Establishing Paternity in Massachusetts
Establishing paternity means recognizing someone as the legal father of a child. An official determination of paternity is beneficial for the child, mother and father, and it can be accomplished in a few different ways.
Importance of Paternity Determinations
Establishing paternity is important for both the parents and the child because it gives the parents specific legal rights and also provides several benefits for the child. Some of these benefits include:
- Giving the child a sense of identity
- Establishing mutual responsibility for the child’s well-being
- Allowing the child to know more about his or her family health history
- Providing financial support for the child
- Giving the child access to his or her parents’ benefits such as health insurance or Social Security, pension, or inheritance in case of a parent’s death
How to Establish Paternity
In Massachusetts, parents who are not married to each other can establish paternity by properly completing a paternity acknowledgment form or through a court order.
Voluntary Acknowledgement of Parentage
Paternity of a child may be established by signing a form called the Voluntary Acknowledgement of Parentage in the presence of a notary. Once the form has been signed and notarized, the man becomes the legal father of the child and his name will be put on the child’s birth certificate.
Voluntary Acknowledgement of Parentage forms are available at the following places:
- Hospitals: Shortly after the birth of a child, parents can complete a paternity acknowledgement form while the mother and child are still in the hospital.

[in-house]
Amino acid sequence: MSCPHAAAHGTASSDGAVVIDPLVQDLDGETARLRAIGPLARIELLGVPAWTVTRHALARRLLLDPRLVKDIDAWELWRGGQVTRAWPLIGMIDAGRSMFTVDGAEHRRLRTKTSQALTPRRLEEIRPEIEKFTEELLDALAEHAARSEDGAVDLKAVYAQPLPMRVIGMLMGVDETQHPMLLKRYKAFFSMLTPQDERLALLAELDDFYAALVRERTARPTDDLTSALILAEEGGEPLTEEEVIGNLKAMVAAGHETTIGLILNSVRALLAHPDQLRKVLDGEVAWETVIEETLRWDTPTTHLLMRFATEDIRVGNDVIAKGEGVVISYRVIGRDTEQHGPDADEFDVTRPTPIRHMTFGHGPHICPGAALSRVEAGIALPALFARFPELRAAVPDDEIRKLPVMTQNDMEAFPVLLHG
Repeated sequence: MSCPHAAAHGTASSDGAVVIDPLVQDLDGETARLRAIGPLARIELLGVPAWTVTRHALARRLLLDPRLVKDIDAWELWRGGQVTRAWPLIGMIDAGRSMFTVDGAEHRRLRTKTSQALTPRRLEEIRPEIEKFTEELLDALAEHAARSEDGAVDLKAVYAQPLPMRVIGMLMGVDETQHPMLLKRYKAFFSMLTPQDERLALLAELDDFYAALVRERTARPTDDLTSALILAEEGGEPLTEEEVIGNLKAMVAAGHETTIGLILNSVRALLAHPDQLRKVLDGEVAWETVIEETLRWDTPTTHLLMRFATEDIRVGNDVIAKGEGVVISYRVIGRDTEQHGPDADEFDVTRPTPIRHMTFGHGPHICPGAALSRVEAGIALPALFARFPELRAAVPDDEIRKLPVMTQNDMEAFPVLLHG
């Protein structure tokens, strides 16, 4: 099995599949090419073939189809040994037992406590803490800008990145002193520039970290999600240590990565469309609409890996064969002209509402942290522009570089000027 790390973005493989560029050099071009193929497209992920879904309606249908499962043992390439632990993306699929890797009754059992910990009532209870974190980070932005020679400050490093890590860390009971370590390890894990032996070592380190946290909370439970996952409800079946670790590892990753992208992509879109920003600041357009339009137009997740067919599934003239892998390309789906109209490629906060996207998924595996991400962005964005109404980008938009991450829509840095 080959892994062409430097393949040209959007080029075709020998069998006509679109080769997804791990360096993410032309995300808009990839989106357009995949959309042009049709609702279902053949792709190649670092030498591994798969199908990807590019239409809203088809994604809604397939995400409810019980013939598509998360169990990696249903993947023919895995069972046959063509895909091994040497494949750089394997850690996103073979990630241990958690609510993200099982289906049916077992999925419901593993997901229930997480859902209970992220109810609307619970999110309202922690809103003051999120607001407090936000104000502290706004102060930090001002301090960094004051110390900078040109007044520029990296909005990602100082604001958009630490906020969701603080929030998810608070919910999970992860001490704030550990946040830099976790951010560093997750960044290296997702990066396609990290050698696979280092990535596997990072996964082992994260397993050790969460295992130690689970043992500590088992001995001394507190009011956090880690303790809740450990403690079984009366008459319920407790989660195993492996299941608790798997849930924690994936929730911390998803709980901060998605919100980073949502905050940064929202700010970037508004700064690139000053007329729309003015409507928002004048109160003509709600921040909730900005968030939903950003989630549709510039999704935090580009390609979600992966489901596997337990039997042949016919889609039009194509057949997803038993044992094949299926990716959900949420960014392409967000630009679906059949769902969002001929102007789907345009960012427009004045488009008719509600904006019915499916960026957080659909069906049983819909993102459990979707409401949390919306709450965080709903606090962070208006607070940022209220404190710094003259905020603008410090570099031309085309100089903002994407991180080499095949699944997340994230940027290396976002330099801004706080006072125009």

- City or Town Clerk’s Offices: Parents also may receive and complete the Voluntary Acknowledgement of Parentage form at the city or town clerk’s office in the city or town where the child was born.
- Registry of Vital Records and Statistics: Voluntary Acknowledgement of Parentage forms are also available from the Massachusetts Registry of Vital Records and Statistics.
Court Orders Establishing Paternity
Paternity also may be established by a court order. In court proceedings, a judge may order a mother, child and possible father to undergo paternity tests. A judge reviews the test results and other relevant information before determining whether the man is the child’s biological father. If so, a court order will be produced that establishes the man as the child’s legal father.
Paternity tests use DNA to determine whether a man is the biological father of a child. DNA samples may be collected in a blood draw or by simply swiping the inside of one’s cheek with a cotton swab. DNA is extracted from the blood or saliva and compared among the mother, child and possible father to assess whether their DNA’s unique characteristics match and indicate a biological relationship.
If you have questions about paternity tests or establishing paternity for a child, contact an experienced child custody lawyer in your area.
Source: Paternity Establishment in Massachusetts